4. Jack Yuen says:

    Hi,
    To understand asbestos cement products, imagine that it is just like concrete….. but instead of stone and sand held together by the cement, it is asbestos fibres.
    If you break a lump of concrete, bits of sand, cement and maybe stone will ‘peel’ off from the broken edge. The broken edge virtually immediately becomes stable. No fresh sand, cement or stones ‘break free’.

    The same with an asbestos cement product. Once broken, the free edge becomes stable again. There is no need to do anything else to cover this edge.

    Hope this helps.

    Jack

  5. Anonymous says:

    Hi Jack,
    Thanks for your reply! While it is a bit reassuring to know that the broken edge doesn’t continuously leak out hazardous fibers, I am still worried about the small amount of these fibers that may leach out slowly over a long period of time. After much search, I managed to find a certified agency that has professionals specializing in asbestos removal in my country – they do not offer roof shielding services, only roof removal.

    However, due to various non-financial constraints, I prefer to not remove the asbestos-cement roof at present but get it shielded if that can be done safely, even if it means some extra cost. Where can I find information on reliable shielding procedures for asbestos-cement roofs? Will coating the roof with some high quality paint or roof sealing material once a few years be a good safeguard against asbestos fiber leakage? Are there any international agencies or agencies of repute (like something under the aegis of WHO) that provides guidelines or disseminates information in this regard?

  6. Anonymous says:

    Hi,
    Will coating an asbestos-cement roof with a high-quality paint or sealing material like silicone paint help minimize the release of asbestos fibers into air? If so, what type of paint should be applied? Will covering the interior of the roof with wallpaper be a good idea? Are there any accredited international agencies (like those affiliated to WHO or following WHO norms) that provide guidelines or disseminate information in this regard?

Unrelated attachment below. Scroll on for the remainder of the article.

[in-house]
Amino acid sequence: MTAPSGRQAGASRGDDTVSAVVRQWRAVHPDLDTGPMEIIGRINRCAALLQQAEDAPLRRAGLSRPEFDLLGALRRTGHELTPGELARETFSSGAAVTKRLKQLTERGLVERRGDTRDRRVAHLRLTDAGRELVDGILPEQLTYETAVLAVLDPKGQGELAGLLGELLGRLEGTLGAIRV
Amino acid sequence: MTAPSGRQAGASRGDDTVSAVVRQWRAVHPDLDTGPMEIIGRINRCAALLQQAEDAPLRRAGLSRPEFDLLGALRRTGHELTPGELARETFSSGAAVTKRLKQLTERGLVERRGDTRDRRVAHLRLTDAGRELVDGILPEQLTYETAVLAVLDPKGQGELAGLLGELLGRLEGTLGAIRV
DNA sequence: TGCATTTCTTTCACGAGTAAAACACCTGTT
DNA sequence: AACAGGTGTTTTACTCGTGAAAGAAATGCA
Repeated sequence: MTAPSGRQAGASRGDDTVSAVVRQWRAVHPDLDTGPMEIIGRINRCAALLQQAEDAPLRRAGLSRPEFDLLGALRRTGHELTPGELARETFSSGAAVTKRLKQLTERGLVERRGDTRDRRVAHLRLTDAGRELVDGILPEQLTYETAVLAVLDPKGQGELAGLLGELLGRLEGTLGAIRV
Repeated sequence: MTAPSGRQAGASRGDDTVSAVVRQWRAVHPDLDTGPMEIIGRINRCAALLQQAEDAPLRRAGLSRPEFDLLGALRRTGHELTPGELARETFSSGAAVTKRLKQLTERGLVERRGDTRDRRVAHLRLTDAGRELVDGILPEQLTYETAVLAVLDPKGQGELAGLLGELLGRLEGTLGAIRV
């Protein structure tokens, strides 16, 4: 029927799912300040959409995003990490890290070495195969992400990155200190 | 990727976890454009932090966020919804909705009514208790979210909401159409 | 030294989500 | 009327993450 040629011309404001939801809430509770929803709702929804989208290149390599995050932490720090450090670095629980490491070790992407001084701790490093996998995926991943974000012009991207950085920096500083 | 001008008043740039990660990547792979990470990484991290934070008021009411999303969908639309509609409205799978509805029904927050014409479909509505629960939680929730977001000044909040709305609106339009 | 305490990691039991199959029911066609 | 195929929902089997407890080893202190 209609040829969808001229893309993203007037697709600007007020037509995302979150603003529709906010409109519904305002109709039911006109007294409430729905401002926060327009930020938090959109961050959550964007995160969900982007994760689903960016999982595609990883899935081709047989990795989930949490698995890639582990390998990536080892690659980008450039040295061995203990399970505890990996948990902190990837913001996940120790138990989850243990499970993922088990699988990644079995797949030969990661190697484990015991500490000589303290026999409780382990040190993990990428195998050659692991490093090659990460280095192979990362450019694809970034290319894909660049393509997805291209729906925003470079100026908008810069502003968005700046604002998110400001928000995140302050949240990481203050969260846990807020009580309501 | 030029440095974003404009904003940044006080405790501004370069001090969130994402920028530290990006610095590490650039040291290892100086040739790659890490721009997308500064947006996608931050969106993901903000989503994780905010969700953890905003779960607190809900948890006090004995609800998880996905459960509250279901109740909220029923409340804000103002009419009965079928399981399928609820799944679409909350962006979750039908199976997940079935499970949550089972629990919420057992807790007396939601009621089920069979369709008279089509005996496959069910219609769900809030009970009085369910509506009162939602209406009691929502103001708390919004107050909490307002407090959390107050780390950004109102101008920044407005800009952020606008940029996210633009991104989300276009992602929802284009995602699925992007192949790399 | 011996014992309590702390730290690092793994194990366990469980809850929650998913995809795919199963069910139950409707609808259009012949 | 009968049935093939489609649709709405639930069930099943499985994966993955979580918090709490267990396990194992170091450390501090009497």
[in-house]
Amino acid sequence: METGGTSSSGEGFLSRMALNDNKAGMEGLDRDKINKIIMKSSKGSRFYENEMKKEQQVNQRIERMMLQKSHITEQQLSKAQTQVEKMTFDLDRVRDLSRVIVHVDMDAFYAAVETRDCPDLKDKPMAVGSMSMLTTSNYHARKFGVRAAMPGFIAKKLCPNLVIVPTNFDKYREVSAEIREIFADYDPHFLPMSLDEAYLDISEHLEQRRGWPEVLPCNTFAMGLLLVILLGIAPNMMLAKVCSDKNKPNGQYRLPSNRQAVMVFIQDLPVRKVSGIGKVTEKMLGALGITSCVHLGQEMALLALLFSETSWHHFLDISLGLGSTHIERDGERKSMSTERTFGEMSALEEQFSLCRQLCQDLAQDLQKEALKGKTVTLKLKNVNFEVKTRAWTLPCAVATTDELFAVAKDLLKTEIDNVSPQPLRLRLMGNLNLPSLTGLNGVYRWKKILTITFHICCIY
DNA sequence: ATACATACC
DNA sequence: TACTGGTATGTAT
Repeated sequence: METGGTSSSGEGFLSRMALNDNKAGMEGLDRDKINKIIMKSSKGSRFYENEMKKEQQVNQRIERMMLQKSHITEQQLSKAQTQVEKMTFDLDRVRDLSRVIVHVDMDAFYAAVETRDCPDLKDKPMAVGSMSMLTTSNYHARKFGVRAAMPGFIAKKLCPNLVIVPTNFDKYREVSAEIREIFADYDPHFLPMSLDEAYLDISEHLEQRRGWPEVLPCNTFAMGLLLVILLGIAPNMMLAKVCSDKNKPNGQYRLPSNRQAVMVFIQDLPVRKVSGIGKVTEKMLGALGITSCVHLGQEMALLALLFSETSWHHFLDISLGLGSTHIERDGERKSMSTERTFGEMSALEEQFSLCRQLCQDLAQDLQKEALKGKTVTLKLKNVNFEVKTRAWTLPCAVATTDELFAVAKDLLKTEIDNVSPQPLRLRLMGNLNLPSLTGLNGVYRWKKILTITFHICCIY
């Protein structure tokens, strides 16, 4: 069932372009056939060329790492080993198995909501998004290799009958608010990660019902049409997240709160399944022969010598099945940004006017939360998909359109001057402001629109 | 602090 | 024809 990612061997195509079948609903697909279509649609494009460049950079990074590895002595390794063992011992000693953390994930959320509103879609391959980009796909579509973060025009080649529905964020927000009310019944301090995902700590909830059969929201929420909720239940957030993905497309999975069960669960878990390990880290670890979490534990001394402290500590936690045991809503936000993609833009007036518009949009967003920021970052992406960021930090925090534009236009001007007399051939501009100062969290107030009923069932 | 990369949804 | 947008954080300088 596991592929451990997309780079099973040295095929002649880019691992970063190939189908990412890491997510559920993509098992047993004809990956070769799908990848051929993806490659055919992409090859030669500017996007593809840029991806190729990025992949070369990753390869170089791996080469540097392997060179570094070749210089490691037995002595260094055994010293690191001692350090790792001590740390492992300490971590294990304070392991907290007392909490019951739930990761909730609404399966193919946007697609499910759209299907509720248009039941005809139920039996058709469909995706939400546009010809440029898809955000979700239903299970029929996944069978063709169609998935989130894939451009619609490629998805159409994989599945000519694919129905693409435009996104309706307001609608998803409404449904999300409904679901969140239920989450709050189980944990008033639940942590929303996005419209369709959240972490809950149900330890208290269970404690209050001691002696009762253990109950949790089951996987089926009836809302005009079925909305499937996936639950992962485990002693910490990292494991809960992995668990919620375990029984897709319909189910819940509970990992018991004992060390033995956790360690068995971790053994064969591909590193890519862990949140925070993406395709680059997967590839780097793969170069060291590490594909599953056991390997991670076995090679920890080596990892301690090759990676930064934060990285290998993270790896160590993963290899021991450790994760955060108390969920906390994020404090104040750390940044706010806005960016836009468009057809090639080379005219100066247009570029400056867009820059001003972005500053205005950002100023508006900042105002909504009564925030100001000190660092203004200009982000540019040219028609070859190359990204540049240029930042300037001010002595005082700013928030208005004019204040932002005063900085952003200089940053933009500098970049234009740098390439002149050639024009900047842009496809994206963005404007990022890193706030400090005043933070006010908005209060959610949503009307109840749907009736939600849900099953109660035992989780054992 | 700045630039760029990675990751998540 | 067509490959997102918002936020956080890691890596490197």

P.S.: Sorry for the flurry of questions. Since asbestos ban is not enforced in my country of residence, I am unable to find any local agencies that can help in this regard

  7. Jack Yuen says:

    Hi,

    Sorry, I am not a paint expert.
    There are commercial paints that can be applied over asbestos roofs.
    for example: http://www.ferret.com.au/c/lidoran-roofing/infrared-heat-reflective-roof-coating-available-from-lidoran-roofing-n820572

    Jack

  8. Mr Yuen,Thanks for such useful technical information.
    How about drinking water from a roofing made with asbestos tiles?Would the asbestos fibres get absorbed into the blood and end up in the lungs leading to asbestosis lung disease and eventually mesothelioma?

  9. Jack Yuen says:

    Hi Dr,
    I am not a medical specialist – I can say that I know more about roofs than medicine.
    From my “layman” perspective, fibres are breathed into the lungs.
    If fibres go in via the mouth, then it goes into a different system (and hopefully gets expelled because it has no nutritional value to the body). There should be little chance of any fibres migrating from the digestive system to the respiratory system.
    I am not aware of any history of medical problems associated with asbestos fibres in the digestive system.

    Jack

  10. Jamie says:

    Asbestos workers have a higher incidence of bladder cancer. Presumably from ingesting the fibres. So I’d avoid it.